Energy and transportation networks power and link our world. It is estimated by the International Energy Agency that roughly 80% of the global population has access to electricity with that percentage increasing every year as nations expand and develop their energy infrastructure. But getting and keeping the lights on is not only a worry for developing nations. How we create and sustain the power grid is of importance to all. While Satellite Beach does not create electricity directly, it can have an effect on consumption, which relates to oil, gas, and other fossil fuel resource usage. The same goes for expanding and maintaining transportation system and how that effects our resource consumptions.
Much of America’s energy and transportation infrastructure is in need of repair or complete replacement. According to the U.S. Department of Energy and the North American Electric Reliability Corps, the United States endures more blackouts than any other developed nation due to aging infrastructure, weather-related incidents, and a lack of investment in new and cleaner forms of power. These outages are costing the American public up to $150 billion dollars each year. As for the transportation sector, the U.S. Department of Transportation estimates that up to 14,000 highways deaths every year are caused by poor road conditions and outdated designs.
According to the U.S. Energy Information Agency (EIA), renewable energy (hydroelectric, wind, solar, geothermal, and biomass) powered 16.9% of the United States energy grid through the first half of 2016 with 9.2% coming from non-hydroelectric renewable sources. To put that into perspective renewable energy, through all of 2015, powered 13.7% of the United States grid with 7.6% of that coming from non-hydroelectric sources. With this increase, renewable energy is on the rise. This section outlines possible renewable energy integration strategies to make the City’s grid and transportation sector cleaner and more resilient against environmental stressors and adaptable to population growth. These two sectors contribute the most to the City’s greenhouse gas emissions, which contribute to climate change and a general lowering of air quality that can be harmful to humans, especially to small children, the elderly, and those with pre-existing respiratory conditions.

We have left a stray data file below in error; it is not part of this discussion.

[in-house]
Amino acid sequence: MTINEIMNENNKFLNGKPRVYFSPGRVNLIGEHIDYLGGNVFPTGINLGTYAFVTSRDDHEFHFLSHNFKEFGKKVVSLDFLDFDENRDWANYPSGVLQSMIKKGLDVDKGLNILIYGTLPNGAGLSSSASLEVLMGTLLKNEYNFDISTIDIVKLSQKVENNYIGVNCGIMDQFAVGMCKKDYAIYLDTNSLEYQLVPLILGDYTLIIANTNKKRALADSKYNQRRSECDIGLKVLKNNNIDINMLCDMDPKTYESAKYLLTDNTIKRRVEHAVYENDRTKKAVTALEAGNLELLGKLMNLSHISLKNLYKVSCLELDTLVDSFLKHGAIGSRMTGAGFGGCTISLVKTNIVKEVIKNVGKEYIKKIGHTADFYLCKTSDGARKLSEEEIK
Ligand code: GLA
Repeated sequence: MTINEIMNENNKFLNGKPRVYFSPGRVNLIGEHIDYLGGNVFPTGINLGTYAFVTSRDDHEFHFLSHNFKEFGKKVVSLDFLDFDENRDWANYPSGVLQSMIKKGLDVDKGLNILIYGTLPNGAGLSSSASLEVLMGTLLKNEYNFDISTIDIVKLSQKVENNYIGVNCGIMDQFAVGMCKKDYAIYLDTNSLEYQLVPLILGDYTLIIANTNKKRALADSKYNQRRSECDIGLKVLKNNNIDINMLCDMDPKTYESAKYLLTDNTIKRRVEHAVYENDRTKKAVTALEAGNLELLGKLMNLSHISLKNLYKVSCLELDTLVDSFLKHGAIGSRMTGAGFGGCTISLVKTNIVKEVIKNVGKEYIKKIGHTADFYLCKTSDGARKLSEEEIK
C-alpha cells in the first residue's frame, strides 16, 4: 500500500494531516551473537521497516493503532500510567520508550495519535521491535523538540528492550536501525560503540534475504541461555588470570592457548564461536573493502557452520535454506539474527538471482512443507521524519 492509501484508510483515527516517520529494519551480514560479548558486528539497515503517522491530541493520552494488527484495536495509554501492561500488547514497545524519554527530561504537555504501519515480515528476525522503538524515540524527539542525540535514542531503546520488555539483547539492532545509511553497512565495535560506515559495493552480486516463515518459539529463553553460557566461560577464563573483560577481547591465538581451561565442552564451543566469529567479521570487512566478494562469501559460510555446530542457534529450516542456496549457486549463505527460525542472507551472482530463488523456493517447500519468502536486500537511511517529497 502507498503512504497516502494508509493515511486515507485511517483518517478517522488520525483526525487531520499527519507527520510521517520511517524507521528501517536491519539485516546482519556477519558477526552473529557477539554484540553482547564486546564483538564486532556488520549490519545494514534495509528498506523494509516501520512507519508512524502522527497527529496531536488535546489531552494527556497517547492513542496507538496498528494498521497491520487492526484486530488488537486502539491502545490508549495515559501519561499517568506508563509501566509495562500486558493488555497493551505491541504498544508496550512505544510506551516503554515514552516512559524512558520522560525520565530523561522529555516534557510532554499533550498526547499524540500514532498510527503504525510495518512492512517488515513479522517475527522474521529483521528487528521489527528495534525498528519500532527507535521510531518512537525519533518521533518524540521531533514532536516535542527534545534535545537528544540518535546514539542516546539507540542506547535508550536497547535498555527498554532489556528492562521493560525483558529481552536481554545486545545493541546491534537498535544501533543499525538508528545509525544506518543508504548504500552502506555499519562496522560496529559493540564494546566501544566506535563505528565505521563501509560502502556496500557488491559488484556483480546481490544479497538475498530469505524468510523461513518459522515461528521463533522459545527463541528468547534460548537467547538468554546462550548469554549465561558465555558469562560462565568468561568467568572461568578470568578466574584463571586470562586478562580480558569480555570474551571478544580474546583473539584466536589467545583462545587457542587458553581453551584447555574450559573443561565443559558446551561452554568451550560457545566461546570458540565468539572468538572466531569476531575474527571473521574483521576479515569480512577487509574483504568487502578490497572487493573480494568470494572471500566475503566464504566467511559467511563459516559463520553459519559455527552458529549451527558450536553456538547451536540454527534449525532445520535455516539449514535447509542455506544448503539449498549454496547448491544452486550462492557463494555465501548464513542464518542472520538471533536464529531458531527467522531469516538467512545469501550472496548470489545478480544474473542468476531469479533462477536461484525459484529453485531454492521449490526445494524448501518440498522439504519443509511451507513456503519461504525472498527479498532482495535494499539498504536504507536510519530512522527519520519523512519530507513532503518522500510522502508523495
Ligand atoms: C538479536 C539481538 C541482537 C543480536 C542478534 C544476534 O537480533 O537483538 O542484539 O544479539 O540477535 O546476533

Energy and Transportation include the following:
1. Promoting the use of alternative energy use in municipal, business, and residential buildings for new construction and retrofit
2. Creating "complete streets"
3. Promoting alternative vehicle usage and safety
4. Encourage densities and intensities of land use that will foster transit, or enable people to walk, bike, or use golf carts/electric vehicles to nearby shopping and restaurants
5. Identifying ways to operate, manage, and replace municipal fleets for public works, building, code compliance, administration, and non-safety related departments
6. How do we promote and encourage mixing of land uses to reduce drive times, create job opportunities near homes, and reduce vacancies creating a sustainable economic structure
Energy and Transportation Stressors: